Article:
BUCL data management, devised based on existing guidelines, peer-reviewed literature, and personal experiences, is designed to ensure data quality and integrity. Each subnetwork has an independent data feed to a server located at the University of Birmingham. These data are subject to automated quality checks performed in near–real time—including the use of a data flagging system to allow the end user to make an informed decision about the data—before being displayed online (www.birmingham.ac.uk/schools/gees/centres/bucl/index.aspx). Associated data (e.g., CSV, netCDF), metadata (e.g., www.bucl.bham.ac.uk/data/WinterbourneNo2_metadata.pdf), and documentation are held in a repository on dedicated servers and are available for download by project partners (e.g., schools, researchers) as required.

THOUGHTS FOR THE FUTURE: AN INVITATION.

The cost of installation and upkeep of UMNs such as BUCL is not insignificant: dedicated technicians, maintenance, and running cost (e.g., for transmitting data, consumables, replacement equipment) all add to the total costs. Therefore, unsurprisingly, many UMNs only operate for short time periods or with a reduced number of sensors than initially deployed [e.g., METROS (Mikami et al. 2003), Oklahoma Micronet (Basara et al. 2011), Helsinki Testbed (Koskinen et al. 2011)]. Thus, it may be impossible or undesirable for UMNs to be widely implemented. However, networks such as BUCL are critical to explore and develop alternative means to observe or predict high-spatiotemporal-resolution variations across the urban environment effectively. Using alternate technologies (e.g., satellite remote sensing, modeling, crowdsourcing, low-cost sensors, proxy data), BUCL-like test beds allow the required research and trials of potential end-user applications (outlined in “Potential applications of BUCL and other UMNs” sidebar) to be conducted.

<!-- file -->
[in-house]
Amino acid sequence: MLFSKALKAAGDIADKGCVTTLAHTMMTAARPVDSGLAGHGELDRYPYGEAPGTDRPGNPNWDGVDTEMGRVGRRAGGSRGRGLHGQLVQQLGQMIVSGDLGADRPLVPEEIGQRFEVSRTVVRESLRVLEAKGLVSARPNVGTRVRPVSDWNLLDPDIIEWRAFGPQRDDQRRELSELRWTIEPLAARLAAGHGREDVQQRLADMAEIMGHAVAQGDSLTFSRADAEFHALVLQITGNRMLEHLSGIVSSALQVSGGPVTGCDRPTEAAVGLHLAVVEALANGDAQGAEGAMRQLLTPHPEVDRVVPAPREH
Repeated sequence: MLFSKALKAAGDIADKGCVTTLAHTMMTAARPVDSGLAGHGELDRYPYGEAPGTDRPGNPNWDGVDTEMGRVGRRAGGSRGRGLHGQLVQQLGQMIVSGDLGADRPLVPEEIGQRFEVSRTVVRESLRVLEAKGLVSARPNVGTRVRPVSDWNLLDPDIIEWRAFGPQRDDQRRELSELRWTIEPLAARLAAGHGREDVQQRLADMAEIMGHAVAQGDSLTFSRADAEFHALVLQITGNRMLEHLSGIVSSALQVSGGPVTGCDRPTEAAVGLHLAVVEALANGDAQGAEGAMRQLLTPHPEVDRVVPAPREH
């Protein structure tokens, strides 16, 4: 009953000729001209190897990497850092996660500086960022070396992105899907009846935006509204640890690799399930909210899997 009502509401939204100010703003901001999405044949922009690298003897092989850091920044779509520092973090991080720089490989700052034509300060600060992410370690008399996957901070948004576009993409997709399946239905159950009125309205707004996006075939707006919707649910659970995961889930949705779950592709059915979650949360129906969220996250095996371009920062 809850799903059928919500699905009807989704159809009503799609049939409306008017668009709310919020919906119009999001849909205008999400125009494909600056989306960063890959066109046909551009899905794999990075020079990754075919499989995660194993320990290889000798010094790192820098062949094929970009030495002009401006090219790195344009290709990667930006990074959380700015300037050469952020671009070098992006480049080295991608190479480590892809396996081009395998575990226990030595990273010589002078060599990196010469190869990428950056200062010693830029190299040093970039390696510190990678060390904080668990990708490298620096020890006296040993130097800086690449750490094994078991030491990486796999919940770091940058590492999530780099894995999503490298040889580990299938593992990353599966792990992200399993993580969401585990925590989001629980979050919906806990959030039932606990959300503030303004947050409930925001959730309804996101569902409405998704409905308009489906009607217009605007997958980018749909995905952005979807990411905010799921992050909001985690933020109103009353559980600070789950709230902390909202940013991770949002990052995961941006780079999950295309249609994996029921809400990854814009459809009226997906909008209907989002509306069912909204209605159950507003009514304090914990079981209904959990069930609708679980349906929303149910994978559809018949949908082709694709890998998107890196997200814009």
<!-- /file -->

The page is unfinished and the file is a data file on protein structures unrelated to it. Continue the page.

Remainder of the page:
There is great potential in the combined use of municipal infrastructure and Wi-Fi networks to install equipment as part of IoT and smart city initiatives. For example, a fine array of ASMs being installed on street lighting columns along infrastructure corridors and across the 2 km2 central business district of Birmingham will utilize line-of-sight wireless infrastructure built into citywide roadside infrastructure (e.g., Chapman et al. 2014). This is a scalable solution, and many more sensors could be added to the network as required. This subnetwork differs from other networks in the sense that it seeks to measure microclimatic differences; hence, the individual location of a sensor is less of a concern. The local council and traffic management companies will utilize the data within winter road maintenance applications, which provide knowledge exchange opportunities.